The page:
Officers are reminded that their opening conversation will influence the level of
engagement, tone and subsequent interaction. A professional greeting such as,
“How’s it going today?” will often work better than, “What are you doing out here?” or “Why are you recording our police building?” Inappropriate or offensive language must not be used. Remember that absent reasonable suspicion, this type of contact would be considered consensual and coercive, demanding or aggressive questioning should be avoided.


Although footage can legitimately be recorded in public areas, the right to record
within police premises must be balanced against the operational security of the
building, the safety and security of police officers/staff and the privacy of the public frequenting the premises. Auditors/Bloggers may attempt to enter the curtilage of police premises during the course of their activities, therefore it is important that adequate signage is displayed on the perimeter of police premises, particularly around parking areas, making the boundary clear to members of the public. Auditors/Bloggers frequently ask if they are being detained or arrested or what the basis would be for this. Absent reasonable suspicion, an appropriate response would be to tell the person(s) that they are:

  • Not being detained or arrested;
  • They are free to leave at any time;
  • They are free to continue with their activities

If an attempt to obtain personal details should be made, the Auditor/Blogger must be informed that there is no legal requirement for them to provide this information. The exception to this is if there are reasonable suspicions an offence is taking place.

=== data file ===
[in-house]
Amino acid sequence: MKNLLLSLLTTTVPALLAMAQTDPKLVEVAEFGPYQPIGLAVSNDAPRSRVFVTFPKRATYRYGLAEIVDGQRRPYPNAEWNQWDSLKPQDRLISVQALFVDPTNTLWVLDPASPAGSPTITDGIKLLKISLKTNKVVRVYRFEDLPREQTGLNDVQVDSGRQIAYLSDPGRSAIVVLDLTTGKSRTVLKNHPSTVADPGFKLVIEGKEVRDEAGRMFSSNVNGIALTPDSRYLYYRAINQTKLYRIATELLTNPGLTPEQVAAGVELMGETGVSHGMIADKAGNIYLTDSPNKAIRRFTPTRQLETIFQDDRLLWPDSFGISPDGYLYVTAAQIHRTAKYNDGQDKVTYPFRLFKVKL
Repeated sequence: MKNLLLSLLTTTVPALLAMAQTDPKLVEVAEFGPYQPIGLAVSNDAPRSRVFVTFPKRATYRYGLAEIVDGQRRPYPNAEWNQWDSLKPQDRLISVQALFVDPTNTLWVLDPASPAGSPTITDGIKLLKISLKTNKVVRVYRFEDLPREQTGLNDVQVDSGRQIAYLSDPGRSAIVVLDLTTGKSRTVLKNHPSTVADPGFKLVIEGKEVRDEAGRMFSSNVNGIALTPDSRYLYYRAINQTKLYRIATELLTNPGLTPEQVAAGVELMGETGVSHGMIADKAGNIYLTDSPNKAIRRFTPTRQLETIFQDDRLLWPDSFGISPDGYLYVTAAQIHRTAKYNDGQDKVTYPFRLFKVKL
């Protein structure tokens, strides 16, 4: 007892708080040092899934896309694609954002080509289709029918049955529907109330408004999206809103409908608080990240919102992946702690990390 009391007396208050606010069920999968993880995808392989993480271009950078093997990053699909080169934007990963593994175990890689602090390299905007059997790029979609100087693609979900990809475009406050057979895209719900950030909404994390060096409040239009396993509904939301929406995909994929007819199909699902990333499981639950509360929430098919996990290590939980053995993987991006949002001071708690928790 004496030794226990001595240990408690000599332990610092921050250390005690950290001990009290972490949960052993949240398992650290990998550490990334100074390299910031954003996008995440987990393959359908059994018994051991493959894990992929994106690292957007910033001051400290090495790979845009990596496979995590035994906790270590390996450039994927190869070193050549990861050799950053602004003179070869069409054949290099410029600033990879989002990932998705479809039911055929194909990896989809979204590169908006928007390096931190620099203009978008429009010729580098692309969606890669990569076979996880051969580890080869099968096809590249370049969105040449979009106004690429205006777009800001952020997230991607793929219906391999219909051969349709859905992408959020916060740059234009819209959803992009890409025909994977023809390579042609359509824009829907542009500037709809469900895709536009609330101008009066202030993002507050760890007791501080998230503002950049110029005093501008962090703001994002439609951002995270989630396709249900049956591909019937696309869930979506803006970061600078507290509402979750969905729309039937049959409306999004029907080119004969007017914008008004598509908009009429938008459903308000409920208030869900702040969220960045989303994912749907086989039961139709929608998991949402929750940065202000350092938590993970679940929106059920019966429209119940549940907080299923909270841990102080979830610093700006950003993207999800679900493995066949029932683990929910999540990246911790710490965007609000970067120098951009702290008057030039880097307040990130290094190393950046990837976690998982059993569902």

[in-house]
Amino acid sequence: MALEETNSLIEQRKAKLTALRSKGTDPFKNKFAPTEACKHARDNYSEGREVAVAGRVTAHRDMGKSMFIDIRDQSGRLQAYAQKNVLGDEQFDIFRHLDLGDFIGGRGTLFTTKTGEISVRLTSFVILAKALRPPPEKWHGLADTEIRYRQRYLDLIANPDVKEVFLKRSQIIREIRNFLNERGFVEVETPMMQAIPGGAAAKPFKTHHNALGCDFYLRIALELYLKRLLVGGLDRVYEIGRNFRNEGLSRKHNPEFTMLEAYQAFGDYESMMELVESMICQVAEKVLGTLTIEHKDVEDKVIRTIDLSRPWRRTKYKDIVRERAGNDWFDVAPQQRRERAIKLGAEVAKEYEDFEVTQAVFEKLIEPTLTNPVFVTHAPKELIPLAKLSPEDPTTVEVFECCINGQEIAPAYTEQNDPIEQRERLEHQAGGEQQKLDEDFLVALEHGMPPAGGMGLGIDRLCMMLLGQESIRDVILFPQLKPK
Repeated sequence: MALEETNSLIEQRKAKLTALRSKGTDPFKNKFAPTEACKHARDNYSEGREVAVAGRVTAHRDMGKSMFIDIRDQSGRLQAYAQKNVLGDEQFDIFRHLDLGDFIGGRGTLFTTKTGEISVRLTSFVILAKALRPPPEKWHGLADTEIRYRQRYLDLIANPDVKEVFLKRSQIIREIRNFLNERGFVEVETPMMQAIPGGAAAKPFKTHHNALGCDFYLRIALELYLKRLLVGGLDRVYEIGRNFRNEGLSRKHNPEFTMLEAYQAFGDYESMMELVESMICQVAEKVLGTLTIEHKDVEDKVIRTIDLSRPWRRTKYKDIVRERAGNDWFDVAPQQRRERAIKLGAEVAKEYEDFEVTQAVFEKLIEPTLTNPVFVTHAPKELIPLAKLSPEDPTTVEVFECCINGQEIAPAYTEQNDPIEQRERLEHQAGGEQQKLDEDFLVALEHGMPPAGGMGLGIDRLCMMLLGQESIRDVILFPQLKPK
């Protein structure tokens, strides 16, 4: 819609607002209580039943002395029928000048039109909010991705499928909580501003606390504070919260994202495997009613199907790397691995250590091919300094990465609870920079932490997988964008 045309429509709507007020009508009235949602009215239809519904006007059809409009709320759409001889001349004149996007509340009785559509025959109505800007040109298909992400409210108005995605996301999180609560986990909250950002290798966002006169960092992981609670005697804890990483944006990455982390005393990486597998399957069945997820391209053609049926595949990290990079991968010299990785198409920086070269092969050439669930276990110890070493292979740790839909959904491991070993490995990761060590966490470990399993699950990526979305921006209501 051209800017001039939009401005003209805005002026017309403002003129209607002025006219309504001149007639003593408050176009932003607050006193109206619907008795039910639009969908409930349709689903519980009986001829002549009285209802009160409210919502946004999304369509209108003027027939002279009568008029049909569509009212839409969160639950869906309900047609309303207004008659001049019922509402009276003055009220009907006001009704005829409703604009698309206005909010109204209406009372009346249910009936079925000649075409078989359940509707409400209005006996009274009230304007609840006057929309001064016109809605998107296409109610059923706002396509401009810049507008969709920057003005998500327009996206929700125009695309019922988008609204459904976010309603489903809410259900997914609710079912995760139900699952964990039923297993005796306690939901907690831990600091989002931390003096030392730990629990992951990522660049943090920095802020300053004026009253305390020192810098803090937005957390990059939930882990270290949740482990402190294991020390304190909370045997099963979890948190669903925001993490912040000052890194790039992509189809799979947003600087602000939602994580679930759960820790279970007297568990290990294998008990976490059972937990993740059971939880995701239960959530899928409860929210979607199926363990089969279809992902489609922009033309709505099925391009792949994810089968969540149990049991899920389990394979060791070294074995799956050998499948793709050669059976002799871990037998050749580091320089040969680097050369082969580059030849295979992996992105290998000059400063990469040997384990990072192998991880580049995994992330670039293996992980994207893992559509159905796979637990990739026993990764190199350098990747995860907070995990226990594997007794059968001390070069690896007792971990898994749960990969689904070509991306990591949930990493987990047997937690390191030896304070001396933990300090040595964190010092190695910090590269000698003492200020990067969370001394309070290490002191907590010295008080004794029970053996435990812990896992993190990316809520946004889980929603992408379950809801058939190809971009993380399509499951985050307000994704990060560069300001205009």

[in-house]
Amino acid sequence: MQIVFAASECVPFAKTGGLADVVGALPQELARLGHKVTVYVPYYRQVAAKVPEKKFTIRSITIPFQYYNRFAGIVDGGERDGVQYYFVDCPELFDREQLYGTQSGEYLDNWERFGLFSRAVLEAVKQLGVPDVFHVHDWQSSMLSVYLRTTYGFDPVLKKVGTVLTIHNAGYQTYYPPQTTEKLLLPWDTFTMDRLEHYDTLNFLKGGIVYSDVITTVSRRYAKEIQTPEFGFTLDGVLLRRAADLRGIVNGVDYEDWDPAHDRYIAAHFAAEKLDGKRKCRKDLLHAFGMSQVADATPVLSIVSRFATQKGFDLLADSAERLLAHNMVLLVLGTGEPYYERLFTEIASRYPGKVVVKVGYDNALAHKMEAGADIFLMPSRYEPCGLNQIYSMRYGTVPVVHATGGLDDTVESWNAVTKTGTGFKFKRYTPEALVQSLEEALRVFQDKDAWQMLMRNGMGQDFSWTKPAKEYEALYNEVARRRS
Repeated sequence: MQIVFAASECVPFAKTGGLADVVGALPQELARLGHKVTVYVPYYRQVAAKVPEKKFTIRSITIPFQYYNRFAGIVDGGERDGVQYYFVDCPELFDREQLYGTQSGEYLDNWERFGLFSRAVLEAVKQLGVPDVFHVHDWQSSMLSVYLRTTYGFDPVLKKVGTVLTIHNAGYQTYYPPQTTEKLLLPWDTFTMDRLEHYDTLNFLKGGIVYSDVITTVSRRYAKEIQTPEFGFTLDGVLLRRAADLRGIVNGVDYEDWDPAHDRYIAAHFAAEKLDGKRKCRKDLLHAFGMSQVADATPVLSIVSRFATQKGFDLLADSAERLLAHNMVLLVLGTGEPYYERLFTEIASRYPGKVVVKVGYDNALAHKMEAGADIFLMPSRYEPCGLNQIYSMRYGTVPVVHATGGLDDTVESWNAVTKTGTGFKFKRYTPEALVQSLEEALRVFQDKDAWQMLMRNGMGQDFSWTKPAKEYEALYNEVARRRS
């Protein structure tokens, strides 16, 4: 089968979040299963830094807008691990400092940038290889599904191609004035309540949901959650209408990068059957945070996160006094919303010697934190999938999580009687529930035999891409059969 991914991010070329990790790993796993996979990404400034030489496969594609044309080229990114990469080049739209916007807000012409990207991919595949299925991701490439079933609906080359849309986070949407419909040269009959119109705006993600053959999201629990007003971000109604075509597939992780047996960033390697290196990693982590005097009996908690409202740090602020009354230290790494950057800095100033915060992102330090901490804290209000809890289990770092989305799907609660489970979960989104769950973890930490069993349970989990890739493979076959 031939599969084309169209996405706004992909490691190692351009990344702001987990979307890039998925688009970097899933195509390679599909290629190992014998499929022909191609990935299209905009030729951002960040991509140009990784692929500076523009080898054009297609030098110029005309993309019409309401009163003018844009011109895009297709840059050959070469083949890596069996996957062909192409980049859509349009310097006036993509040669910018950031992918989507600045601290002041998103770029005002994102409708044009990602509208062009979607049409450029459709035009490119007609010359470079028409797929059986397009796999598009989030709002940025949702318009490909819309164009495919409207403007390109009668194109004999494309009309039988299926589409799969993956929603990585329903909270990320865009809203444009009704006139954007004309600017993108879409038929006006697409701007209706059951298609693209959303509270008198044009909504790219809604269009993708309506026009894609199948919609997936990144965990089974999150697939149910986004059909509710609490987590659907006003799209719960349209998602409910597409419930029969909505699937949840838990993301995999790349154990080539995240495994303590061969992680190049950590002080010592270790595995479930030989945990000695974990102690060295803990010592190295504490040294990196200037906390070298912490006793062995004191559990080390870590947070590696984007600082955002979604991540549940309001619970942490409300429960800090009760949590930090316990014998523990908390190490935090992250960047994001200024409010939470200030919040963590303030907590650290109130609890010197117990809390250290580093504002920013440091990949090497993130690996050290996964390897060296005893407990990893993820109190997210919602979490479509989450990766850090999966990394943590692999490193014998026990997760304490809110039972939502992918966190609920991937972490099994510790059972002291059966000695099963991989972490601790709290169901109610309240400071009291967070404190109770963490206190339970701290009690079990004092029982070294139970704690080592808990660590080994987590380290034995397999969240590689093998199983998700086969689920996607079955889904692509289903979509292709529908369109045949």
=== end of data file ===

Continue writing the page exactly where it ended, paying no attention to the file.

As far as possible, staff should encourage positive dialogue with the Auditor/Blogger. This will assist in establishing sufficient information to allow an informed decision on what action, if any, requires to be taken in the circumstances.

Other law enforcement agencies have confronted such groups by saying that they received a call of suspicious behaviour by these persons. These groups immediately respond by asking what is suspicious about their behaviour. Be honest – if responding based on a call of suspicious persons, it is appropriate to say why you are there.

If there is nothing suspicious about their behaviour, it is perfectly acceptable to
respond as such. It is also acceptable to ask them what they are doing, why they are recording, and what their purpose is for recording such activities.

It is especially important to note that when a call taker is receiving and generating a call concerning a suspicious subject or suspicious activity, that the call taker obtain facts from the reporting party that articulate what is suspicious. It is of equal importance that dispatchers relay these facts to responders.